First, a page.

Firm: Kayne Anderson Capital Advisors
Fund: Kayne Anderson Mezzanine Partners
Target: $600 million
Legal Adviser: Weissman Wolff Bergman Coleman Grodin & Evall
Just how hard was it to raise a mezzanine fund during the financial crisis? Just ask
The fund will provide mezzanine capital to both PE-sponsored and unsponsored middle-market companies in various industries. Kayne Anderson Mezzanine Partners has already made six portfolio investments totaling $90 million.
Fundraising for the pool could hardly have started at a worse time. Kayne Anderson began marketing in first quarter 2009, in the midst of the financial crisis that shut down the credit markets and spurred hundreds of bank failures. “The world was ending,” Petrucco said of that time. “LPs were reeling and trying to figure out what the current state of their balance sheets were.”
Petrucco, along with Ed Cerny, also co-managing partner of the fund, had just joined Kayne Anderson from The
Instead, they waited six months until March of 2009 to start fundraising. “We waited until the skies weren’t clear but we felt we would find some success,” Petrucco said. “But it was hard.”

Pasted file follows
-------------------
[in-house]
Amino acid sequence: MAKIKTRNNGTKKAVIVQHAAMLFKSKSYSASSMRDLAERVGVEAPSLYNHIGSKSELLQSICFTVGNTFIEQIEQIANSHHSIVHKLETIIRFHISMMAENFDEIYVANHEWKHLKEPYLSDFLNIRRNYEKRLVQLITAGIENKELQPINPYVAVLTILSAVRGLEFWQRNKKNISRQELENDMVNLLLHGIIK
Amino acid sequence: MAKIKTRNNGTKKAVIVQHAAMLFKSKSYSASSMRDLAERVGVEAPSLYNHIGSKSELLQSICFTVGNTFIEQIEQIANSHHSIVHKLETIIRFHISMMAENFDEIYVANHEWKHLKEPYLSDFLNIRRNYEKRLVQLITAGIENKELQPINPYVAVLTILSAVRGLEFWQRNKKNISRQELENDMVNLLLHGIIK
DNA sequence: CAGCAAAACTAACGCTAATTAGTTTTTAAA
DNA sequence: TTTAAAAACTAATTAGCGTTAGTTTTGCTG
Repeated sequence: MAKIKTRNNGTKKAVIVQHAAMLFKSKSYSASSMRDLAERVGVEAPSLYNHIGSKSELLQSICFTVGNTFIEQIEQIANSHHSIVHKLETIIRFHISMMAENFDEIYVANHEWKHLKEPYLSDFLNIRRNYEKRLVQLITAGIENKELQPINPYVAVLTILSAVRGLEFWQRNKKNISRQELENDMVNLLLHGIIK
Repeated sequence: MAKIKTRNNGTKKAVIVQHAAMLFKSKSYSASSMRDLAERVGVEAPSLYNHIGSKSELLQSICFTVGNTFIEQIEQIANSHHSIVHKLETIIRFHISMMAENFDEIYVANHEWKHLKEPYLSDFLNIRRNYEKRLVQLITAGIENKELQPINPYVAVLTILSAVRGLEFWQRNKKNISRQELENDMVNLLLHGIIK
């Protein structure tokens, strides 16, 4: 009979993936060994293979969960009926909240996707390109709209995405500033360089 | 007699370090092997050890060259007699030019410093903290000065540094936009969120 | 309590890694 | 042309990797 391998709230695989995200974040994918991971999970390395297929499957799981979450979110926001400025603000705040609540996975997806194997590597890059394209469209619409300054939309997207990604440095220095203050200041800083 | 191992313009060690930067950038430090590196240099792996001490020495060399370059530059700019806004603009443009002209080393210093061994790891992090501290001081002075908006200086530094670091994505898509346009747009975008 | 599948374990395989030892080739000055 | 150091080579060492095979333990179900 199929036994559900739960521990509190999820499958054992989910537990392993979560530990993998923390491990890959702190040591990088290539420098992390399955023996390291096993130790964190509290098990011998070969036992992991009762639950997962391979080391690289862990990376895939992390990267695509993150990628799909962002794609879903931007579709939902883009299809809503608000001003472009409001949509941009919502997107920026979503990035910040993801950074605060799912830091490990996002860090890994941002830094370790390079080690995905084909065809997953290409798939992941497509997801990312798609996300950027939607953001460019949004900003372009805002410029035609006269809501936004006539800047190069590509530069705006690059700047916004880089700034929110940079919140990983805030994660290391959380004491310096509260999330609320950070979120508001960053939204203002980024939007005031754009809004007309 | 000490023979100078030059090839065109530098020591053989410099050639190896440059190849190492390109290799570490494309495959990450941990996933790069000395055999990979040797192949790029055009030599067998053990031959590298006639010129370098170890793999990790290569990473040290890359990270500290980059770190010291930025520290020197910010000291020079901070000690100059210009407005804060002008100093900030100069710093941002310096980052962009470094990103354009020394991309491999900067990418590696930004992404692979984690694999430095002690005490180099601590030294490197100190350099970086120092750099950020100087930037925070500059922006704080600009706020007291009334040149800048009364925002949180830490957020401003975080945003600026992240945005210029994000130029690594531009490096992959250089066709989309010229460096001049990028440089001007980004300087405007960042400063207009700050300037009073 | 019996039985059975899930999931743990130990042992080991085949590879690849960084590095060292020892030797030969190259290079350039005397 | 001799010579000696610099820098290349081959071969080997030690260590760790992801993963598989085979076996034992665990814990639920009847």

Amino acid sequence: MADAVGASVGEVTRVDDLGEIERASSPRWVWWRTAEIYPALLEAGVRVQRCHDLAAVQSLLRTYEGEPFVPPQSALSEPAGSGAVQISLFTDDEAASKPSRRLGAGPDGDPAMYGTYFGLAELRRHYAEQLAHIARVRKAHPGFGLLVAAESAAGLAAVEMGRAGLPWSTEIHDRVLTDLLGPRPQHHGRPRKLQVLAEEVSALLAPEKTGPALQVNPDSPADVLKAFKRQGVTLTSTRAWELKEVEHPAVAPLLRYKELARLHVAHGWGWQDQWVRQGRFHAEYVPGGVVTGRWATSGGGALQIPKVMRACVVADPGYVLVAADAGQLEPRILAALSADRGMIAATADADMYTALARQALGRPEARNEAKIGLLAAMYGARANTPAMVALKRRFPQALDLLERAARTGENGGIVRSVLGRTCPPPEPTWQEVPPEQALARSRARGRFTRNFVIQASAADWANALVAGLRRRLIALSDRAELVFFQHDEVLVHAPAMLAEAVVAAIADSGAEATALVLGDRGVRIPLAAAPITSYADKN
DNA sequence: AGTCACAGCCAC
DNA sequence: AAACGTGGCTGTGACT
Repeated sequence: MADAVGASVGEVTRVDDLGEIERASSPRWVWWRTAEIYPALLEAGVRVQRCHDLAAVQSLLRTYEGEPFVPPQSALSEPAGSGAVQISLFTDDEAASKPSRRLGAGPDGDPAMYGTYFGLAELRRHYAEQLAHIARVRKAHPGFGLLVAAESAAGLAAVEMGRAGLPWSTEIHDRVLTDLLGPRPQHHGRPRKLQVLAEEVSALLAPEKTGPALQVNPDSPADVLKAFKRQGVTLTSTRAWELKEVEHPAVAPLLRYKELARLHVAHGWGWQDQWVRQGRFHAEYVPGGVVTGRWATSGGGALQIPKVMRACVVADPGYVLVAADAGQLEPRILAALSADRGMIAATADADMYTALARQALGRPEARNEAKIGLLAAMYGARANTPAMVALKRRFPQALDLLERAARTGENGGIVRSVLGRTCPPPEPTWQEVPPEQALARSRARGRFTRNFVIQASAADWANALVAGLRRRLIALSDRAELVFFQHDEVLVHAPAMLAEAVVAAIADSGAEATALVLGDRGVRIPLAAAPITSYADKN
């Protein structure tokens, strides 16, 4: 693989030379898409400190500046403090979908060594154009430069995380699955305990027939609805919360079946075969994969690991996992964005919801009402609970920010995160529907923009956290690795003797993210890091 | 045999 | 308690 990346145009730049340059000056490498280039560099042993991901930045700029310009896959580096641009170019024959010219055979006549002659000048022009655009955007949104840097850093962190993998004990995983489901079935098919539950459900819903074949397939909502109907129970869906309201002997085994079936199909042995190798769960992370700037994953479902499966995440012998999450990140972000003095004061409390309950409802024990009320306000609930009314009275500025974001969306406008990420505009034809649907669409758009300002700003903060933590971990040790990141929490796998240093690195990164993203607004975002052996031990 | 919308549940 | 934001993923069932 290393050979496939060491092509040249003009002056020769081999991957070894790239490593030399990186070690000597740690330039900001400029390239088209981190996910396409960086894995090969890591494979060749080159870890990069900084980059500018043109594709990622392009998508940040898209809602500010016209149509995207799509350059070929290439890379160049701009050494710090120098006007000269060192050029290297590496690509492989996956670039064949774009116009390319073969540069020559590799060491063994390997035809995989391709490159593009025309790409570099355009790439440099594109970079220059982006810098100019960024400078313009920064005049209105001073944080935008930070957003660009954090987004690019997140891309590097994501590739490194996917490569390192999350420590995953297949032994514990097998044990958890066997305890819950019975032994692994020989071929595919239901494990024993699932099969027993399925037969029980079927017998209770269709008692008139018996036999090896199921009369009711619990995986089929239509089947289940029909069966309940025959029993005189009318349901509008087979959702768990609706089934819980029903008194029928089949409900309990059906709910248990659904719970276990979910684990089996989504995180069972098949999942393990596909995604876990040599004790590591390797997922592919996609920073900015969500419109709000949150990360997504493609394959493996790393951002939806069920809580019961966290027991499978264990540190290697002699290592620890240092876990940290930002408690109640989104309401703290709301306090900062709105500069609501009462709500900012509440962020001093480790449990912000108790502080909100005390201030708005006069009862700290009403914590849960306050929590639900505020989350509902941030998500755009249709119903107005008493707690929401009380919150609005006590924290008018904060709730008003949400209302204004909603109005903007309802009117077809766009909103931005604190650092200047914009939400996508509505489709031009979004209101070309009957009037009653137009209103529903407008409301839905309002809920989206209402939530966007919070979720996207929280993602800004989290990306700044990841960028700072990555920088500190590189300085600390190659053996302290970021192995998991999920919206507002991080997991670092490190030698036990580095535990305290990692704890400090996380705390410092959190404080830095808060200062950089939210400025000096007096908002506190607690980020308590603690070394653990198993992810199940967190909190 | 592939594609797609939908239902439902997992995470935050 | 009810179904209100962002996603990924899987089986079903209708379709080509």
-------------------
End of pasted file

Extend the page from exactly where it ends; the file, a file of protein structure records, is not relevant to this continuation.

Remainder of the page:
From October 2008 to the summer of 2009, the institutional fundraising marketplace was effectively closed, Petrucco said. So he and Cerny relied on Kayne Anderson’s relationships with high-net worth individuals and family offices. “There were a lot of meetings,” Petrucco said.
The strategy worked. In June 2009, Kayne Anderson announced the first close of the fund, which had raised $110 million at that point. Investors were mainly high-net worth individuals and family offices which, unlike the institutions, don’t really close, Petrucco said.
Petrucco also confirmed a new development in fundraising: Many institutions are waiting until a pool’s first close before committing any funds. “People want to know you are going to make it before they give you a dollar,” he says. “A lot of people that have gone on the road have since stopped.”
So, with all these obstacles, why did Kayne Anderson fundraise? “There are good times and bad times but at the end of day, if this is what you do, then this is what you do,” Petrucco says.
There is also a shortage of mezz funding right now. Only about eight to ten firms—including
Luisa Beltran writes for peHub, a sister Web site of Buyouts‘s.